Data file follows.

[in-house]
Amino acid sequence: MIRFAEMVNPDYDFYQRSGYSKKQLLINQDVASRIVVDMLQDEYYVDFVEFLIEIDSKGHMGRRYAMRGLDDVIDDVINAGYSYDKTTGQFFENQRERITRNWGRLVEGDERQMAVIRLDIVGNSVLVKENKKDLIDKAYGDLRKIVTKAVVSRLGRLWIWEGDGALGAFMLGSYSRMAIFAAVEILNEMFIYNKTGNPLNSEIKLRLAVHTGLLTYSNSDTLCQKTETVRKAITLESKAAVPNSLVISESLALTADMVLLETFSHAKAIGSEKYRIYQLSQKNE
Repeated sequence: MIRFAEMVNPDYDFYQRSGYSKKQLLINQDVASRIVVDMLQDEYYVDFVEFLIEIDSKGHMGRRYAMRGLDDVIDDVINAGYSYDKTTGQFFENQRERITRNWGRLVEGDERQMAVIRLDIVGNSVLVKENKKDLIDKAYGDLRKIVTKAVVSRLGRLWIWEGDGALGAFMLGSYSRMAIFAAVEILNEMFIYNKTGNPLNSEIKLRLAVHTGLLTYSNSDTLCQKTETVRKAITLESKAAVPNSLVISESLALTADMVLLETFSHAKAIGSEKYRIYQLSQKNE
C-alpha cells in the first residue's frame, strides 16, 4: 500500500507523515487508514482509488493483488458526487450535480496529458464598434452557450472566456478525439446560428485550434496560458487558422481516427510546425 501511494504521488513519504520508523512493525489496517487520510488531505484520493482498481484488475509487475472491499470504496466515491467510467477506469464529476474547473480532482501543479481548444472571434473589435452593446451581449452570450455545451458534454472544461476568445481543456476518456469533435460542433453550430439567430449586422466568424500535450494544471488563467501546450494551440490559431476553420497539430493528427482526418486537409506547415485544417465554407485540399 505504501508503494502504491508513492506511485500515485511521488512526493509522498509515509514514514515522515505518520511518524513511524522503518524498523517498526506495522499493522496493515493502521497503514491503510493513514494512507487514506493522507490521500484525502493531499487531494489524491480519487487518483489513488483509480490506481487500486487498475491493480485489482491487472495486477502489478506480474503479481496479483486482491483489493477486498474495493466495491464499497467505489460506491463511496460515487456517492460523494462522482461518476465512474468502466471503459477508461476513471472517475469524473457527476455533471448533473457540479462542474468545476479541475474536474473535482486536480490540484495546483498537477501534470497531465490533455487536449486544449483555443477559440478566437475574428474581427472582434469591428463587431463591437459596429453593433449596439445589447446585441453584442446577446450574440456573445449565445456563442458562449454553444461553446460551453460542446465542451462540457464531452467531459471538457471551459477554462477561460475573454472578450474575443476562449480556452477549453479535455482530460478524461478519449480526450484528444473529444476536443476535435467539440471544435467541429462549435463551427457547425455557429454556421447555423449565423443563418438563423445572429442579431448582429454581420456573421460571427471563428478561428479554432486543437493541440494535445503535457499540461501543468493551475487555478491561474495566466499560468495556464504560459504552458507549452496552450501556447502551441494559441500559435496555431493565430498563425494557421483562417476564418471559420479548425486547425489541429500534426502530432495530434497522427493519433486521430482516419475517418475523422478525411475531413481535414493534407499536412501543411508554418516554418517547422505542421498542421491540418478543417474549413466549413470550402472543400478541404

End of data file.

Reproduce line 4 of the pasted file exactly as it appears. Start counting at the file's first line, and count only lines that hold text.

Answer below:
C-alpha cells in the first residue's frame, strides 16, 4: 500500500507523515487508514482509488493483488458526487450535480496529458464598434452557450472566456478525439446560428485550434496560458487558422481516427510546425 501511494504521488513519504520508523512493525489496517487520510488531505484520493482498481484488475509487475472491499470504496466515491467510467477506469464529476474547473480532482501543479481548444472571434473589435452593446451581449452570450455545451458534454472544461476568445481543456476518456469533435460542433453550430439567430449586422466568424500535450494544471488563467501546450494551440490559431476553420497539430493528427482526418486537409506547415485544417465554407485540399 505504501508503494502504491508513492506511485500515485511521488512526493509522498509515509514514514515522515505518520511518524513511524522503518524498523517498526506495522499493522496493515493502521497503514491503510493513514494512507487514506493522507490521500484525502493531499487531494489524491480519487487518483489513488483509480490506481487500486487498475491493480485489482491487472495486477502489478506480474503479481496479483486482491483489493477486498474495493466495491464499497467505489460506491463511496460515487456517492460523494462522482461518476465512474468502466471503459477508461476513471472517475469524473457527476455533471448533473457540479462542474468545476479541475474536474473535482486536480490540484495546483498537477501534470497531465490533455487536449486544449483555443477559440478566437475574428474581427472582434469591428463587431463591437459596429453593433449596439445589447446585441453584442446577446450574440456573445449565445456563442458562449454553444461553446460551453460542446465542451462540457464531452467531459471538457471551459477554462477561460475573454472578450474575443476562449480556452477549453479535455482530460478524461478519449480526450484528444473529444476536443476535435467539440471544435467541429462549435463551427457547425455557429454556421447555423449565423443563418438563423445572429442579431448582429454581420456573421460571427471563428478561428479554432486543437493541440494535445503535457499540461501543468493551475487555478491561474495566466499560468495556464504560459504552458507549452496552450501556447502551441494559441500559435496555431493565430498563425494557421483562417476564418471559420479548425486547425489541429500534426502530432495530434497522427493519433486521430482516419475517418475523422478525411475531413481535414493534407499536412501543411508554418516554418517547422505542421498542421491540418478543417474549413466549413470550402472543400478541404